The Financial Services Authority (FSA) has published guidelines on reforming bonus structures in the City in a bid to curb excessive risk taking.
Hector Sants, chief executive of the FSA, has issued an open letter to 28 bank chairmen, which states that he shares the view that inappropriate remuneration schemes may have contributed to the market crash.
In the letter, he offered guidelines on good remuneration policies. “It would appear that in many cases the remuneration structures of firms may have been inconsistent with sound risk management. It is possible that they frequently gave incentives to staff to pursue risky policies, undermining the impact of systems designed to control risk, to the detriment of shareholders and other stakeholders, including depositors, creditors and ultimately taxpayers,” said Sants.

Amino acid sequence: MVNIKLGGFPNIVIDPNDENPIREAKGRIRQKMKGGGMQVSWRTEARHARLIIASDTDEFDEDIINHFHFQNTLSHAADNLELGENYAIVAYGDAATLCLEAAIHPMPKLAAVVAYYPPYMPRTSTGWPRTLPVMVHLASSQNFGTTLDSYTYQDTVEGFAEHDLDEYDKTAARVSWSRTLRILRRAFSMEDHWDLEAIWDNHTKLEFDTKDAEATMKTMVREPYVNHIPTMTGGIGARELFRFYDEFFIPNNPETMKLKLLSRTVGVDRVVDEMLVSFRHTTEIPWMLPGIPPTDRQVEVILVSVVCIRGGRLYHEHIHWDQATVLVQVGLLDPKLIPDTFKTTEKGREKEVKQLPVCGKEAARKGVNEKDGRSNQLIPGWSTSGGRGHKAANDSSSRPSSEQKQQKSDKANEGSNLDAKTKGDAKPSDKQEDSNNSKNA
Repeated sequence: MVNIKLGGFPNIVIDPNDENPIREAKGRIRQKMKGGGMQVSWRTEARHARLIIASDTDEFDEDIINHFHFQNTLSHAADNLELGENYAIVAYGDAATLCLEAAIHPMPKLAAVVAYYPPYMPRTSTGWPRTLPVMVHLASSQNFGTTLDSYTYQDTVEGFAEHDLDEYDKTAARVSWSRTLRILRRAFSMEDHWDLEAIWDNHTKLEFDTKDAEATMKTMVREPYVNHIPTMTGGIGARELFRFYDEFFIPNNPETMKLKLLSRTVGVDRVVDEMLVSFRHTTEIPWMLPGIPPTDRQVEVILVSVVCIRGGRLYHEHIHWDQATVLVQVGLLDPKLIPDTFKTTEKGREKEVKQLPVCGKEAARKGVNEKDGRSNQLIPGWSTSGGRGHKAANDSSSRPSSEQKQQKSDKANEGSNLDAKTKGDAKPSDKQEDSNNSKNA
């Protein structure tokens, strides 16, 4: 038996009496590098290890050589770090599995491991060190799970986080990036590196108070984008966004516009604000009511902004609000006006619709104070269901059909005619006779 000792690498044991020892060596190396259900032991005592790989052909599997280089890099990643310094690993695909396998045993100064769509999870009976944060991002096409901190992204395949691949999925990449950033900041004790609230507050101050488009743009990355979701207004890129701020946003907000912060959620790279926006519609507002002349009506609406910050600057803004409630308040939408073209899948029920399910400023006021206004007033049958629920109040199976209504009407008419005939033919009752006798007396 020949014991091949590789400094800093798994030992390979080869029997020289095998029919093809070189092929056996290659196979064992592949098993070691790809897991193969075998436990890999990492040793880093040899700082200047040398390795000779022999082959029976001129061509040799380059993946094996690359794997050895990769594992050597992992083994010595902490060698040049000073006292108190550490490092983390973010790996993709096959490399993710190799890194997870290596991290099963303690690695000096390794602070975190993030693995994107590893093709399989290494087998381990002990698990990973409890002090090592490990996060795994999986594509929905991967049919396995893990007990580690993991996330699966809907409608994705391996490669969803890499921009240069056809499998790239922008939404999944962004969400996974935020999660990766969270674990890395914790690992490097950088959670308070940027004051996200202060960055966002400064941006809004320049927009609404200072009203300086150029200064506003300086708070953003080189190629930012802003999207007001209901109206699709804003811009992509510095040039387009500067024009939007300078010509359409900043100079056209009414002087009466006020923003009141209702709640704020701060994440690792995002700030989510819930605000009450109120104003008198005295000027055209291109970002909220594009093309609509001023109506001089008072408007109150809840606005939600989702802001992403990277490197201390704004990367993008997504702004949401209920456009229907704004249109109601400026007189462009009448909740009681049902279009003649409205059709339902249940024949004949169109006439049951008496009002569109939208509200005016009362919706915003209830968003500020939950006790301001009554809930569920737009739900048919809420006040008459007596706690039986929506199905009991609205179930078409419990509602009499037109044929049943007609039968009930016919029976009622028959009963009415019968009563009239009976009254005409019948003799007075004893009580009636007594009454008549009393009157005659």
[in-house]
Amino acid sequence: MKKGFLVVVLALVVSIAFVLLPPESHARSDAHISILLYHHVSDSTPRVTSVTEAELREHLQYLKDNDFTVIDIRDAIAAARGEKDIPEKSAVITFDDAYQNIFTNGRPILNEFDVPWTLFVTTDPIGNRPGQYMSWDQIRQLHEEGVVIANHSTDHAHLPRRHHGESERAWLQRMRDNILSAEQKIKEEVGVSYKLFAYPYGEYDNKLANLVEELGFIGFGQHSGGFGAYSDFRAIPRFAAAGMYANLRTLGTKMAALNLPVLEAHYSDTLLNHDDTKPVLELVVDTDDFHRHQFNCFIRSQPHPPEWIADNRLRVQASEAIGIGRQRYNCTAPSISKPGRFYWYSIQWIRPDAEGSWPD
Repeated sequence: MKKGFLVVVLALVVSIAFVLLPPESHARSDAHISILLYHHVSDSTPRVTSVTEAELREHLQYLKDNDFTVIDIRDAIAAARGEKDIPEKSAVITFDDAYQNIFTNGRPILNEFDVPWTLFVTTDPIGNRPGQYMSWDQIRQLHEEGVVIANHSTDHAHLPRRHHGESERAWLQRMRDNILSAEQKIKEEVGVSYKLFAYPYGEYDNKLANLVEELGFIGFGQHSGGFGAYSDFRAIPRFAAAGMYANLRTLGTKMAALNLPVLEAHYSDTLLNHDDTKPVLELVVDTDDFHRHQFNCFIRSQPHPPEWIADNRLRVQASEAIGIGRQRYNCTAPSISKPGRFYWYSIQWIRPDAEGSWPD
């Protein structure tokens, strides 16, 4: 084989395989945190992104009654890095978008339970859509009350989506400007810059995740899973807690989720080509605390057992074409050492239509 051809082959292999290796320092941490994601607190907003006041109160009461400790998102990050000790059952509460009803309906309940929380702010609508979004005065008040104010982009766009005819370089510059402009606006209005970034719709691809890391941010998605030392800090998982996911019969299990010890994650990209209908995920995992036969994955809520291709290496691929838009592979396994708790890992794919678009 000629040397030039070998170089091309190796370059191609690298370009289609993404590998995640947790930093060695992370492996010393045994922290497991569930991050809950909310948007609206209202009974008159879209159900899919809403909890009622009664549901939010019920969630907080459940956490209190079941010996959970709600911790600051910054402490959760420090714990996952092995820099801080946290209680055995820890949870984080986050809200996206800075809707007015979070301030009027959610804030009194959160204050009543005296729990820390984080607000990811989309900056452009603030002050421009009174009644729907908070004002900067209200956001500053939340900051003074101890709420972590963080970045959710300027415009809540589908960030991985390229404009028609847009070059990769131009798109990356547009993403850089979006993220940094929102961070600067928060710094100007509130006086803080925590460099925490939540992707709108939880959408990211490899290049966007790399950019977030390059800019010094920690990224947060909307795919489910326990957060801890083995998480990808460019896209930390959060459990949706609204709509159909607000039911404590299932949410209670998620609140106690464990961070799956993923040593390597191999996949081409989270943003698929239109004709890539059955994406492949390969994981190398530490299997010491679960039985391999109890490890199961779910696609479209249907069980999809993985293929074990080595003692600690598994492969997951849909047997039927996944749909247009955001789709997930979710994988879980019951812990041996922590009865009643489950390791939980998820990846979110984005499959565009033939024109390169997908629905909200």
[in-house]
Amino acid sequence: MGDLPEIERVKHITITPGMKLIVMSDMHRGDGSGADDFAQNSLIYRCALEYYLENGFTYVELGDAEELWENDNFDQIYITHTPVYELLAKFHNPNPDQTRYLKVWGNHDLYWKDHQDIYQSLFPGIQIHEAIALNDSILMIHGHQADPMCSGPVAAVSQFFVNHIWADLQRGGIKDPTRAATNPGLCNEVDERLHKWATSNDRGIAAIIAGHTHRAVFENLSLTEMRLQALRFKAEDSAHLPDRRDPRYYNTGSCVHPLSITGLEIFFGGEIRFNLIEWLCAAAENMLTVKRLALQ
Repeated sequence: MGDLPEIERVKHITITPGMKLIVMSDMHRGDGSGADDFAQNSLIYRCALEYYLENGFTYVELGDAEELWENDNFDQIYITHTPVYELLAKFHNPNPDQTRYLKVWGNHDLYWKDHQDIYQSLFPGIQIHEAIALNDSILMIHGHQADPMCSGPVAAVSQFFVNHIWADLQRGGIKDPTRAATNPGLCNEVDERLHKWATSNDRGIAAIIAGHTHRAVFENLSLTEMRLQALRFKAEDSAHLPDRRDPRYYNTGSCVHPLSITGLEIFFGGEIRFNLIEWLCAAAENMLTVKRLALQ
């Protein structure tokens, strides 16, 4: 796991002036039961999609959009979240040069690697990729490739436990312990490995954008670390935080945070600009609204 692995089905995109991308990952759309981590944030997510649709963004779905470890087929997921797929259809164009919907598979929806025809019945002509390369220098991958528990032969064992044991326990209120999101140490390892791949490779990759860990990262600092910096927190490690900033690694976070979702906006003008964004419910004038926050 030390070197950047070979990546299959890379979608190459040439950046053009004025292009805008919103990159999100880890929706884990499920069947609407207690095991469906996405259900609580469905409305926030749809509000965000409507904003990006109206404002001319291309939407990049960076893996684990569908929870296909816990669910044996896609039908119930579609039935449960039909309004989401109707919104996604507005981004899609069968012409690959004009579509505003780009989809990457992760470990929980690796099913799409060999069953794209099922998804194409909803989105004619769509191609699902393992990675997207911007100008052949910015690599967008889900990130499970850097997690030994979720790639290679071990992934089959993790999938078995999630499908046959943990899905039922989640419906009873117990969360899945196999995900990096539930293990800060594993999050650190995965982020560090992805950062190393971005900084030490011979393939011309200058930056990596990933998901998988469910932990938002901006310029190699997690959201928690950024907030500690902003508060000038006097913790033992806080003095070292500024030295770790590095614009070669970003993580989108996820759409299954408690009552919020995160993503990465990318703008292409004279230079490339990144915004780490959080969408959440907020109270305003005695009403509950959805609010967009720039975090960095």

He added that the FSA has no wish to become involved in setting remuneration levels, however, it wanted to ensure firms follow remuneration policies which are aligned with sound risk management systems and controls, and with the firm’s stated risk appetite.
The FSA has also issued a table of guidance, which banks are not obliged to follow, which called on employers to immediately review their policies in light of market developments to actively consider introducing a deferred compensation scheme, based on profit and performance rather than revenue. Rather than paying bonuses entirely in cash, the guidance advised a mix, such as share options, to encourage corporate citizenship and to hold a portion in trust or escrow account governed by strict rules.
The FSA also stressed that banking bonuses should be dealt with internationally and said it has been in contact with the International Institute of Finance, which has issued its own Principles of Conduct.